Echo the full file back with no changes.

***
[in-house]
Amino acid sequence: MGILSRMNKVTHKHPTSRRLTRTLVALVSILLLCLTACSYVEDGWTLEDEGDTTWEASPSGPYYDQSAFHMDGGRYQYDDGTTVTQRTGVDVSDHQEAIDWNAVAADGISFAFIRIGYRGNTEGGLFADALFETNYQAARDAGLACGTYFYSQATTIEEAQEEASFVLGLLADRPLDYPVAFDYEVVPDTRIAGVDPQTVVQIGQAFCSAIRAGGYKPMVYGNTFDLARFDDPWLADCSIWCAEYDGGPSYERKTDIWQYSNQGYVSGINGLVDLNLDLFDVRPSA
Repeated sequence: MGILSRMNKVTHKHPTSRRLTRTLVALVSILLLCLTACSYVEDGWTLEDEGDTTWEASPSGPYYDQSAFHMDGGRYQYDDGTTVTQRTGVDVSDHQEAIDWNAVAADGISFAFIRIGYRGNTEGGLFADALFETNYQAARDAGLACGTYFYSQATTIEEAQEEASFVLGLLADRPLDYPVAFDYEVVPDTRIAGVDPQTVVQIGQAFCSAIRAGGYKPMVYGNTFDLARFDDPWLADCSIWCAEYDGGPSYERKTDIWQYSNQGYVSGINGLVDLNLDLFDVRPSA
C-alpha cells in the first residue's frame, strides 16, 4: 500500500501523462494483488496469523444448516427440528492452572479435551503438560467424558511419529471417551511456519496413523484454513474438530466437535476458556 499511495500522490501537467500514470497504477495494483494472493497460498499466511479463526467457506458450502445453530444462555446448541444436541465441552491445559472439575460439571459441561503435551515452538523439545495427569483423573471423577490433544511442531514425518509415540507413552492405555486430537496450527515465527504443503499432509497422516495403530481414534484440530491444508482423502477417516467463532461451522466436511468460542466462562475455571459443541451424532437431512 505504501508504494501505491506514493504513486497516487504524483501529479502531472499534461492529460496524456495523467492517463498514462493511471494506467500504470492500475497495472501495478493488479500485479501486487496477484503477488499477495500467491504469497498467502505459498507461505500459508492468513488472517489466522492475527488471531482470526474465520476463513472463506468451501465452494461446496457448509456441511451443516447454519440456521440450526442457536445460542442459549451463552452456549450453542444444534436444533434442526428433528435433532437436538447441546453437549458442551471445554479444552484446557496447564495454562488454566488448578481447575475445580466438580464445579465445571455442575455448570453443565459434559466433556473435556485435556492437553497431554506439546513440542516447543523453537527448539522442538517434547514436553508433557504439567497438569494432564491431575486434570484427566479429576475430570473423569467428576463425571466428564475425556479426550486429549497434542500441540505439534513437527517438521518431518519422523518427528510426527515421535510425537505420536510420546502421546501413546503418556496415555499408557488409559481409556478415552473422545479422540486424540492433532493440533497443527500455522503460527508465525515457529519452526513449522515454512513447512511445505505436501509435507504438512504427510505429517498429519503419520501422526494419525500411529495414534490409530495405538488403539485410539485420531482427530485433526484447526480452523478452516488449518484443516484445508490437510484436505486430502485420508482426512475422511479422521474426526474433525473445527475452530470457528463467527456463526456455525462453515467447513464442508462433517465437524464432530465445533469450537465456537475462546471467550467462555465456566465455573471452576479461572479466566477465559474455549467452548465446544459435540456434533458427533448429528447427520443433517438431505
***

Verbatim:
[in-house]
Amino acid sequence: MGILSRMNKVTHKHPTSRRLTRTLVALVSILLLCLTACSYVEDGWTLEDEGDTTWEASPSGPYYDQSAFHMDGGRYQYDDGTTVTQRTGVDVSDHQEAIDWNAVAADGISFAFIRIGYRGNTEGGLFADALFETNYQAARDAGLACGTYFYSQATTIEEAQEEASFVLGLLADRPLDYPVAFDYEVVPDTRIAGVDPQTVVQIGQAFCSAIRAGGYKPMVYGNTFDLARFDDPWLADCSIWCAEYDGGPSYERKTDIWQYSNQGYVSGINGLVDLNLDLFDVRPSA
Repeated sequence: MGILSRMNKVTHKHPTSRRLTRTLVALVSILLLCLTACSYVEDGWTLEDEGDTTWEASPSGPYYDQSAFHMDGGRYQYDDGTTVTQRTGVDVSDHQEAIDWNAVAADGISFAFIRIGYRGNTEGGLFADALFETNYQAARDAGLACGTYFYSQATTIEEAQEEASFVLGLLADRPLDYPVAFDYEVVPDTRIAGVDPQTVVQIGQAFCSAIRAGGYKPMVYGNTFDLARFDDPWLADCSIWCAEYDGGPSYERKTDIWQYSNQGYVSGINGLVDLNLDLFDVRPSA
C-alpha cells in the first residue's frame, strides 16, 4: 500500500501523462494483488496469523444448516427440528492452572479435551503438560467424558511419529471417551511456519496413523484454513474438530466437535476458556 499511495500522490501537467500514470497504477495494483494472493497460498499466511479463526467457506458450502445453530444462555446448541444436541465441552491445559472439575460439571459441561503435551515452538523439545495427569483423573471423577490433544511442531514425518509415540507413552492405555486430537496450527515465527504443503499432509497422516495403530481414534484440530491444508482423502477417516467463532461451522466436511468460542466462562475455571459443541451424532437431512 505504501508504494501505491506514493504513486497516487504524483501529479502531472499534461492529460496524456495523467492517463498514462493511471494506467500504470492500475497495472501495478493488479500485479501486487496477484503477488499477495500467491504469497498467502505459498507461505500459508492468513488472517489466522492475527488471531482470526474465520476463513472463506468451501465452494461446496457448509456441511451443516447454519440456521440450526442457536445460542442459549451463552452456549450453542444444534436444533434442526428433528435433532437436538447441546453437549458442551471445554479444552484446557496447564495454562488454566488448578481447575475445580466438580464445579465445571455442575455448570453443565459434559466433556473435556485435556492437553497431554506439546513440542516447543523453537527448539522442538517434547514436553508433557504439567497438569494432564491431575486434570484427566479429576475430570473423569467428576463425571466428564475425556479426550486429549497434542500441540505439534513437527517438521518431518519422523518427528510426527515421535510425537505420536510420546502421546501413546503418556496415555499408557488409559481409556478415552473422545479422540486424540492433532493440533497443527500455522503460527508465525515457529519452526513449522515454512513447512511445505505436501509435507504438512504427510505429517498429519503419520501422526494419525500411529495414534490409530495405538488403539485410539485420531482427530485433526484447526480452523478452516488449518484443516484445508490437510484436505486430502485420508482426512475422511479422521474426526474433525473445527475452530470457528463467527456463526456455525462453515467447513464442508462433517465437524464432530465445533469450537465456537475462546471467550467462555465456566465455573471452576479461572479466566477465559474455549467452548465446544459435540456434533458427533448429528447427520443433517438431505